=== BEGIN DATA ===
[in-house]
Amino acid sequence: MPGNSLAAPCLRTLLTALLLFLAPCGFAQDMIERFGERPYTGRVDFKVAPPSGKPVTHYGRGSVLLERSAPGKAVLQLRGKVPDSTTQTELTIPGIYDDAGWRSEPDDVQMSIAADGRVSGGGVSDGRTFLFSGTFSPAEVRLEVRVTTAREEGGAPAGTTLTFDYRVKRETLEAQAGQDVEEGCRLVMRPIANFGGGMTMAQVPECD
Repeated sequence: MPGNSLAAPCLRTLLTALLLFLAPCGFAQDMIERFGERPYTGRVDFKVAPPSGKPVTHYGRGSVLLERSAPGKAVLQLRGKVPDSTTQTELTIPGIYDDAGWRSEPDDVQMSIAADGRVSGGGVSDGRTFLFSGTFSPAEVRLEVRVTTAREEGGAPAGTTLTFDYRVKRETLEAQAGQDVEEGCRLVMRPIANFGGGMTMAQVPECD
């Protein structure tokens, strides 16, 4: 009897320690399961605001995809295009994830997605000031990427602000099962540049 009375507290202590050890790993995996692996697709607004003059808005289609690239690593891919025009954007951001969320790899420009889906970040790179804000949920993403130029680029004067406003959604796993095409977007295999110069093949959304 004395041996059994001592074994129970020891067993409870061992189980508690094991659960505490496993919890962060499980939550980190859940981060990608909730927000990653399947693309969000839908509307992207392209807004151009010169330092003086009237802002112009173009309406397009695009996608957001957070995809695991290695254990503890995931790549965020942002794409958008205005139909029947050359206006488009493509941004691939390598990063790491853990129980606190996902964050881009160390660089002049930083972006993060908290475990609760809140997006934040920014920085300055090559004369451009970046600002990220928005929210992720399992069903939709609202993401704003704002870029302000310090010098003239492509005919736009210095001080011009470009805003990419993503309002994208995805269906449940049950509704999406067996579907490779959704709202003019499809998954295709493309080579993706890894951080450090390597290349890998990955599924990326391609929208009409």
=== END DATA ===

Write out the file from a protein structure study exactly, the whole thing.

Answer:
[in-house]
Amino acid sequence: MPGNSLAAPCLRTLLTALLLFLAPCGFAQDMIERFGERPYTGRVDFKVAPPSGKPVTHYGRGSVLLERSAPGKAVLQLRGKVPDSTTQTELTIPGIYDDAGWRSEPDDVQMSIAADGRVSGGGVSDGRTFLFSGTFSPAEVRLEVRVTTAREEGGAPAGTTLTFDYRVKRETLEAQAGQDVEEGCRLVMRPIANFGGGMTMAQVPECD
Repeated sequence: MPGNSLAAPCLRTLLTALLLFLAPCGFAQDMIERFGERPYTGRVDFKVAPPSGKPVTHYGRGSVLLERSAPGKAVLQLRGKVPDSTTQTELTIPGIYDDAGWRSEPDDVQMSIAADGRVSGGGVSDGRTFLFSGTFSPAEVRLEVRVTTAREEGGAPAGTTLTFDYRVKRETLEAQAGQDVEEGCRLVMRPIANFGGGMTMAQVPECD
């Protein structure tokens, strides 16, 4: 009897320690399961605001995809295009994830997605000031990427602000099962540049 009375507290202590050890790993995996692996697709607004003059808005289609690239690593891919025009954007951001969320790899420009889906970040790179804000949920993403130029680029004067406003959604796993095409977007295999110069093949959304 004395041996059994001592074994129970020891067993409870061992189980508690094991659960505490496993919890962060499980939550980190859940981060990608909730927000990653399947693309969000839908509307992207392209807004151009010169330092003086009237802002112009173009309406397009695009996608957001957070995809695991290695254990503890995931790549965020942002794409958008205005139909029947050359206006488009493509941004691939390598990063790491853990129980606190996902964050881009160390660089002049930083972006993060908290475990609760809140997006934040920014920085300055090559004369451009970046600002990220928005929210992720399992069903939709609202993401704003704002870029302000310090010098003239492509005919736009210095001080011009470009805003990419993503309002994208995805269906449940049950509704999406067996579907490779959704709202003019499809998954295709493309080579993706890894951080450090390597290349890998990955599924990326391609929208009409």